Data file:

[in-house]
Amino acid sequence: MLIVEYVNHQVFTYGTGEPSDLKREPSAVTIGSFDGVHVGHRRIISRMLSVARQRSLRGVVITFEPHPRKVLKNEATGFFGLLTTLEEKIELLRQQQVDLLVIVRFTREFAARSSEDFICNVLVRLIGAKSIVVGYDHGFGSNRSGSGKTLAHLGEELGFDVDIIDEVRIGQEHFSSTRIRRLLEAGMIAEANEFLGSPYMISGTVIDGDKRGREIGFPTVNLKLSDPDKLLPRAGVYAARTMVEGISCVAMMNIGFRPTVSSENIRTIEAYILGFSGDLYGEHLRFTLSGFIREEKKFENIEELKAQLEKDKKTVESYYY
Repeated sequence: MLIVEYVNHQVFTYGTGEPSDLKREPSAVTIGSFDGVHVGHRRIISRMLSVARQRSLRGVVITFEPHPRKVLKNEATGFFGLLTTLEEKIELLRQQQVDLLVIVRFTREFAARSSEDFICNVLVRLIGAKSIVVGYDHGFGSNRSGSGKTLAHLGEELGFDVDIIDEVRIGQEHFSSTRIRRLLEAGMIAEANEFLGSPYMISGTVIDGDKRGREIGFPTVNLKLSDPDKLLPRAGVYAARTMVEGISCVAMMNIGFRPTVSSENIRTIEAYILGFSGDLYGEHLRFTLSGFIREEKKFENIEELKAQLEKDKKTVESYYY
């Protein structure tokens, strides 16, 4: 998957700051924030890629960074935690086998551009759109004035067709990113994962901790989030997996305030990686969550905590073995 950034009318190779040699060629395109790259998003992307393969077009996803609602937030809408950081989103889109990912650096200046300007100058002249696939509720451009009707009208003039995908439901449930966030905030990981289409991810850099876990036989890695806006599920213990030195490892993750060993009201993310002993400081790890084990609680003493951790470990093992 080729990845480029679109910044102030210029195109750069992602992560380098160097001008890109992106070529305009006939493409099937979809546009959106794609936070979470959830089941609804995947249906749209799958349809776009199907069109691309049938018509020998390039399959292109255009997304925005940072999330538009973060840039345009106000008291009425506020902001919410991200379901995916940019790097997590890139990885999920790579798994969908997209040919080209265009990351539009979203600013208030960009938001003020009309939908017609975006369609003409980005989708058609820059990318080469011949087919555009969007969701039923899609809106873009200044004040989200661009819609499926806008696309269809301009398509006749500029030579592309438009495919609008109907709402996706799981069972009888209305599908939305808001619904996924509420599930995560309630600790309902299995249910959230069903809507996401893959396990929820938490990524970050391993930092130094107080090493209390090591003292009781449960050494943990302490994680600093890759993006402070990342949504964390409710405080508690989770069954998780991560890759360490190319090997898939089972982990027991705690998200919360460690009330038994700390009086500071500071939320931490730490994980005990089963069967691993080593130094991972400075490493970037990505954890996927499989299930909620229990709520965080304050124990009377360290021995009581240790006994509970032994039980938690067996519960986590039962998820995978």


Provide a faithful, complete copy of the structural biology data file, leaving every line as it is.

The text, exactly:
[in-house]
Amino acid sequence: MLIVEYVNHQVFTYGTGEPSDLKREPSAVTIGSFDGVHVGHRRIISRMLSVARQRSLRGVVITFEPHPRKVLKNEATGFFGLLTTLEEKIELLRQQQVDLLVIVRFTREFAARSSEDFICNVLVRLIGAKSIVVGYDHGFGSNRSGSGKTLAHLGEELGFDVDIIDEVRIGQEHFSSTRIRRLLEAGMIAEANEFLGSPYMISGTVIDGDKRGREIGFPTVNLKLSDPDKLLPRAGVYAARTMVEGISCVAMMNIGFRPTVSSENIRTIEAYILGFSGDLYGEHLRFTLSGFIREEKKFENIEELKAQLEKDKKTVESYYY
Repeated sequence: MLIVEYVNHQVFTYGTGEPSDLKREPSAVTIGSFDGVHVGHRRIISRMLSVARQRSLRGVVITFEPHPRKVLKNEATGFFGLLTTLEEKIELLRQQQVDLLVIVRFTREFAARSSEDFICNVLVRLIGAKSIVVGYDHGFGSNRSGSGKTLAHLGEELGFDVDIIDEVRIGQEHFSSTRIRRLLEAGMIAEANEFLGSPYMISGTVIDGDKRGREIGFPTVNLKLSDPDKLLPRAGVYAARTMVEGISCVAMMNIGFRPTVSSENIRTIEAYILGFSGDLYGEHLRFTLSGFIREEKKFENIEELKAQLEKDKKTVESYYY
């Protein structure tokens, strides 16, 4: 998957700051924030890629960074935690086998551009759109004035067709990113994962901790989030997996305030990686969550905590073995 950034009318190779040699060629395109790259998003992307393969077009996803609602937030809408950081989103889109990912650096200046300007100058002249696939509720451009009707009208003039995908439901449930966030905030990981289409991810850099876990036989890695806006599920213990030195490892993750060993009201993310002993400081790890084990609680003493951790470990093992 080729990845480029679109910044102030210029195109750069992602992560380098160097001008890109992106070529305009006939493409099937979809546009959106794609936070979470959830089941609804995947249906749209799958349809776009199907069109691309049938018509020998390039399959292109255009997304925005940072999330538009973060840039345009106000008291009425506020902001919410991200379901995916940019790097997590890139990885999920790579798994969908997209040919080209265009990351539009979203600013208030960009938001003020009309939908017609975006369609003409980005989708058609820059990318080469011949087919555009969007969701039923899609809106873009200044004040989200661009819609499926806008696309269809301009398509006749500029030579592309438009495919609008109907709402996706799981069972009888209305599908939305808001619904996924509420599930995560309630600790309902299995249910959230069903809507996401893959396990929820938490990524970050391993930092130094107080090493209390090591003292009781449960050494943990302490994680600093890759993006402070990342949504964390409710405080508690989770069954998780991560890759360490190319090997898939089972982990027991705690998200919360460690009330038994700390009086500071500071939320931490730490994980005990089963069967691993080593130094991972400075490493970037990505954890996927499989299930909620229990709520965080304050124990009377360290021995009581240790006994509970032994039980938690067996519960986590039962998820995978």